Incredible inedible half billion eggs

Published 7:22 pm Tuesday, August 24, 2010

I was lamenting, just a few weeks ago, how sad it was that no-one eats bacon and eggs for breakfast anymore.

Of course that’s not true; go to any of our full-service restaurants during the breakfast time of day and there would be many eating bacon and eggs. I’m talking about our breakfasts at home.

Hardly anyone who eats breakfast at home takes the time to cook bacon and eggs. That’s almost un-American. This country was built by people who started their days by eating a hearty breakfast and the egg was right in the middle of that most-important meal.

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The reason I’m thinking of eggs today is, of course, because of the massive recall of eggs in the middle-western portion of our country. Most of the egg farms seem to be in Iowa and the number of eggs recalled has grown to over a half billion.

That’s a lot of eggs shells to walk on!

Plus, they say “you have to break a few eggs to make an omelet,” but a half billion is ridiculous.

The cause of the recall? Salmonella.

Which causes me to think of another question. Has anyone ever eaten any salmonella croquettes?

Much smaller than salmon croquettes, but, whoa, do they pack a punch.

Eggs have been around since the beginning of time.

How do I know that?

Because I am eggs-tremely smart?

Not really; it’s just that I have read the Bible and know that on the sixth day of creation, God made all the animals. All the animals included chickens and it is only logical that where there are chickens, there have to be eggs. If the chicken would not have laid eggs, then she would have eggs-ploded and that’s no eggs-aggeration!

Contrary to what you may be thinking, though, Adam and Eve were not the first to have bacon and eggs.

According to the Good Book, humankind was not given the permission to eat meat until after the flood. That divine decision was not discussed with the animals and, ever since, has been a source of eggs-asperation for animals.

Nevertheless, eggs have been a great source of food for the world. I don’t know what we would do if we didn’t have eggs to eat for breakfast, to put in cakes and pies, to throw at politicians we don’t like, or to color for Easter.

I like eggs in a variety of ways.

To this very day, if I am having a hard time deciding what to eat, I can always heat up the little frying pan and make me an egg sandwich. If you would like to write down this recipe, I don’t mind. Begin with a couple of pieces of white bread and put two extra healthy dollops of mayonnaise on each piece.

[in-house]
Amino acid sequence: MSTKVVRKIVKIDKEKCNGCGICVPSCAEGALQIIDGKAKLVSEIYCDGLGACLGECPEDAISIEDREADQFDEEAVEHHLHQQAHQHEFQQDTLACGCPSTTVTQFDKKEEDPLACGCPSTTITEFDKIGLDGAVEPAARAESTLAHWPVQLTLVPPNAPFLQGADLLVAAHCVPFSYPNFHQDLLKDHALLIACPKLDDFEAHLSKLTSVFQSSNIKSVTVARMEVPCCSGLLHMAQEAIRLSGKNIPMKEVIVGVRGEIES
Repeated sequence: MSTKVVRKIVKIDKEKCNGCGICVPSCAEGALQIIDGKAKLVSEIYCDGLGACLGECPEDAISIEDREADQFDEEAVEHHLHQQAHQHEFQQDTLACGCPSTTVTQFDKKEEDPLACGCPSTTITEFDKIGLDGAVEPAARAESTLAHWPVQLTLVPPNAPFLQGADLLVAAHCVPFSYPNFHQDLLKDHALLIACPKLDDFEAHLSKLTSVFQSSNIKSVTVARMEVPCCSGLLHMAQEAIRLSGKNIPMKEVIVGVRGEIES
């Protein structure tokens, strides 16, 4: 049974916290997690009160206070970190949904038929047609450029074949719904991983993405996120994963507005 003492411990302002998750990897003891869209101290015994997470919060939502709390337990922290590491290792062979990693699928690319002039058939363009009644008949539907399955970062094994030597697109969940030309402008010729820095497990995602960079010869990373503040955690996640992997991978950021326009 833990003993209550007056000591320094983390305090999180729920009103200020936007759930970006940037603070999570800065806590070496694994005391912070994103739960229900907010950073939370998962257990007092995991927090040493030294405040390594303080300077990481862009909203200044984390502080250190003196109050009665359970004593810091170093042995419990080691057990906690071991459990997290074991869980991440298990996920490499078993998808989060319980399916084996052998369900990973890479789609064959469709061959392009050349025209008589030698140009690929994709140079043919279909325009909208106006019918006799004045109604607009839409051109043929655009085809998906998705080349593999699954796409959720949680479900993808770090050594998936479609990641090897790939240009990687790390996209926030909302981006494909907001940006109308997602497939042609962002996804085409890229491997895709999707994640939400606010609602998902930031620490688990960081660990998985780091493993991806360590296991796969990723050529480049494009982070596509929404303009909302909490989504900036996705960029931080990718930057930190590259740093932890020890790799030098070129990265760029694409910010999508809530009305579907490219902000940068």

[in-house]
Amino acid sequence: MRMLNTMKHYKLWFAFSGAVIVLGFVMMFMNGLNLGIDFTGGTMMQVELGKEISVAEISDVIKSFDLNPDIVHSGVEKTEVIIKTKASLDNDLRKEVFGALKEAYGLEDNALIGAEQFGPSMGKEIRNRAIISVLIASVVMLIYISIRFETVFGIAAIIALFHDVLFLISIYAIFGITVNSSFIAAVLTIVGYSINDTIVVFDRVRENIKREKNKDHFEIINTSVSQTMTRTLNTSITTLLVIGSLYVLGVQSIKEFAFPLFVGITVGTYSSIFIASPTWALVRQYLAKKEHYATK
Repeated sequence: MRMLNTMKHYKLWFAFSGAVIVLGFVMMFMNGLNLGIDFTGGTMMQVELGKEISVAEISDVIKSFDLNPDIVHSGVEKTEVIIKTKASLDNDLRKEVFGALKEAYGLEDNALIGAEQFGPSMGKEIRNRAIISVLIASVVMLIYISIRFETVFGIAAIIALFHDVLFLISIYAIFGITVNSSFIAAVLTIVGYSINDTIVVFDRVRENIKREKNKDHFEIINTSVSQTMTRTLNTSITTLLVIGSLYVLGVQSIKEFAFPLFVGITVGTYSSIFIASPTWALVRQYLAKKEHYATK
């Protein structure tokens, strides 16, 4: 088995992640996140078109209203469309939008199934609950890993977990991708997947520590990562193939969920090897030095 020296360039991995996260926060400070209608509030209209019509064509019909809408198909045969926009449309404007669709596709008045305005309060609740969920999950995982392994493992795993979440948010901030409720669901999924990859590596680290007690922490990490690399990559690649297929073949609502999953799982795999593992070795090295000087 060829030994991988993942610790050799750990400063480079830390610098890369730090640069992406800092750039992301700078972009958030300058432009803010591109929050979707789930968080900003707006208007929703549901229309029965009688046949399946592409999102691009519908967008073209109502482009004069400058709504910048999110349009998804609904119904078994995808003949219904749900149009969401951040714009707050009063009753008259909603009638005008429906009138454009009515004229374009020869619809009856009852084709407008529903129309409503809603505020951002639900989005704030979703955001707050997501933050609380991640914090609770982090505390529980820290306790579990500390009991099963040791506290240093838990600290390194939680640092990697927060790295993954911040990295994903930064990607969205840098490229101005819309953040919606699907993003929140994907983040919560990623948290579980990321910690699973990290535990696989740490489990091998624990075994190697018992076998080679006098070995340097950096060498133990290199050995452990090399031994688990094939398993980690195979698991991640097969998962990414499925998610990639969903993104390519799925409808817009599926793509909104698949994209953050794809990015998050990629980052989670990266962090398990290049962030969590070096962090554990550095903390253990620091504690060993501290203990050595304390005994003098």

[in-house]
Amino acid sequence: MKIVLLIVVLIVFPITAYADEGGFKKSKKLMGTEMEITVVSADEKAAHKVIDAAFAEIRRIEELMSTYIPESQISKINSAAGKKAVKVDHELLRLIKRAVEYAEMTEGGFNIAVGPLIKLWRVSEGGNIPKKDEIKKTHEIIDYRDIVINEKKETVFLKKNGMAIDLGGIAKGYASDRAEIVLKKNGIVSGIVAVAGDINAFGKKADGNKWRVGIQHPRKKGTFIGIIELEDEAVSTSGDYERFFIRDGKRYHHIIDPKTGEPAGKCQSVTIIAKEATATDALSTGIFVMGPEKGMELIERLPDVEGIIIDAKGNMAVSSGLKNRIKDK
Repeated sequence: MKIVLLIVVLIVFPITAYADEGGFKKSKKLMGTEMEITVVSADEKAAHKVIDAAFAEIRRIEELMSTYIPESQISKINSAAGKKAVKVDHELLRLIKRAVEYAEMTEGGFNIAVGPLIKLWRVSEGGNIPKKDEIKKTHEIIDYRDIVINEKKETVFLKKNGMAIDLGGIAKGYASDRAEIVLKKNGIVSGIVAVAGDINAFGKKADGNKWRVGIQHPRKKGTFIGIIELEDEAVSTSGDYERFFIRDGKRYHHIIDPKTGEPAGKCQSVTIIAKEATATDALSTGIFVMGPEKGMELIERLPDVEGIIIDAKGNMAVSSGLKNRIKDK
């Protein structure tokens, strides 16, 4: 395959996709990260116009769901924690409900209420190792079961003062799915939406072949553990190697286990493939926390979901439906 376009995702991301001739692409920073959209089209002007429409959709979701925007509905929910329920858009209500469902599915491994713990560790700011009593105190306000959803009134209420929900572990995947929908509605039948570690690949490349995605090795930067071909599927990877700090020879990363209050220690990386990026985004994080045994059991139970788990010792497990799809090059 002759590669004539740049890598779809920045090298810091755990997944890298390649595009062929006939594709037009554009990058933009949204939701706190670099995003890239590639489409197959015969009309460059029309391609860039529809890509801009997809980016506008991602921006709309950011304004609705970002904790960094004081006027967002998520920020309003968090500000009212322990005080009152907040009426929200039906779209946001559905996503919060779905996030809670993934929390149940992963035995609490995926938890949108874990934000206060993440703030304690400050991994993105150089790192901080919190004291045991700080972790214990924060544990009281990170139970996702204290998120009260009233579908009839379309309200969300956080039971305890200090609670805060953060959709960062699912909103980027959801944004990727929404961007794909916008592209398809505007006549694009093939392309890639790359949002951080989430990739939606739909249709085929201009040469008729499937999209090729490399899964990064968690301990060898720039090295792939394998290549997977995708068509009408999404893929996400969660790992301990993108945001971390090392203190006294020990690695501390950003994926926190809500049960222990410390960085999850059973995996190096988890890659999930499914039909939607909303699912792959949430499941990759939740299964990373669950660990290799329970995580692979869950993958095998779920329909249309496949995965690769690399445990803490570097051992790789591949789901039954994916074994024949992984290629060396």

Then, use two eggs. One egg is almost enough, but almost doesn’t cut it when one is eggs-tra hungry! These days, I put a patty of butter in the skillet to keep the egg from sticking. If you have it and really want the sandwich to be eggs-quisite, use bacon grease! It is a rule of southern style, country cooking that bacon grease makes anything taste better.

Crack the egg open and use all the egg; yolk and whatever that other part is called. Add a tad of milk to the two eggs and whisk away. If you don’t know how to whisk away, just take a fork and stir like crazy until everything is mixed up. Pour it into the heated skillet and, well, you know what to do.

The final step is to take the cooked egg out of the skillet and transfer it to the bottom piece of bread that has the mayonnaise already spread. How do you tell the bottom piece of bread? That’s easy. It’s the one that you put the top slice on, but before you put the top slice on, be sure to salt and pepper to your taste. An egg with no salt and pepper is not very eggs-iting, kind of bland.

There’s another southern favorite that has been enjoyed in my lifetime. That’s grits and eggs. I mentioned bacon earlier and if you have all three, then that is “more better” as my English teacher used to frown upon.

Grits and eggs go together like peas and carrots, as our friend Forrest Gump would say. And, just like peas and carrots, grits and eggs should be eaten together and not separately. By that that I mean, you should put the eggs (after they are cooked, of course) into the grits and stir them up together. It’s best when the egg is fried with the yolk “runny.” I know that sounds technical, but “runny” is the best way I know how to describe it.

But whether you like your eggs scrambled, fried, boiled, or, heaven help you, poached, eggs-pect to pay a little more for them. It might seem fair that the companies that have been negligent should have to eat the cost of a half billion eggs, but the only fair the consumer ever sees is that one that comes around in the summer and fall of the year and has all those rides and midways as a part of it.

I guess it’s just a sign of the times that the eggs in Iowa had to be recalled. There’s nothing sacred anymore when it comes to our good, ole American products. I mean, just look at what happened to Toyota.